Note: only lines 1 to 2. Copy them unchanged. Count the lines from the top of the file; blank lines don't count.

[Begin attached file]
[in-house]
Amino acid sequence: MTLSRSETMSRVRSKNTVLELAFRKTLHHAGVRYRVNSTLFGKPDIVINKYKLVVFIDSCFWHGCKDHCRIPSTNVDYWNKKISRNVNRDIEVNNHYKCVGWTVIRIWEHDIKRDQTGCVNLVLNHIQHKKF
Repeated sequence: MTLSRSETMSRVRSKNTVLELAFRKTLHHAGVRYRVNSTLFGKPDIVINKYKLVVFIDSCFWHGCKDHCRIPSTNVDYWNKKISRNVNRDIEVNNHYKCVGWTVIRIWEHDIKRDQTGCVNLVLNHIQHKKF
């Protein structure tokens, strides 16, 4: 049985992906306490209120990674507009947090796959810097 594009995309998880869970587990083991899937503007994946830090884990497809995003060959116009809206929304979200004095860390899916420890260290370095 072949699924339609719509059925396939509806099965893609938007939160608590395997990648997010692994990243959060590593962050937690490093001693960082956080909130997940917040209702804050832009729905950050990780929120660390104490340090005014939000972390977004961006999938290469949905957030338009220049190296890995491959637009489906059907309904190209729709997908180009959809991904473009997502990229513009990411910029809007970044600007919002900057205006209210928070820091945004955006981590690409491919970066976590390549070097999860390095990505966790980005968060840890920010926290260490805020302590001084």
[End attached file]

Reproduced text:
[in-house]
Amino acid sequence: MTLSRSETMSRVRSKNTVLELAFRKTLHHAGVRYRVNSTLFGKPDIVINKYKLVVFIDSCFWHGCKDHCRIPSTNVDYWNKKISRNVNRDIEVNNHYKCVGWTVIRIWEHDIKRDQTGCVNLVLNHIQHKKF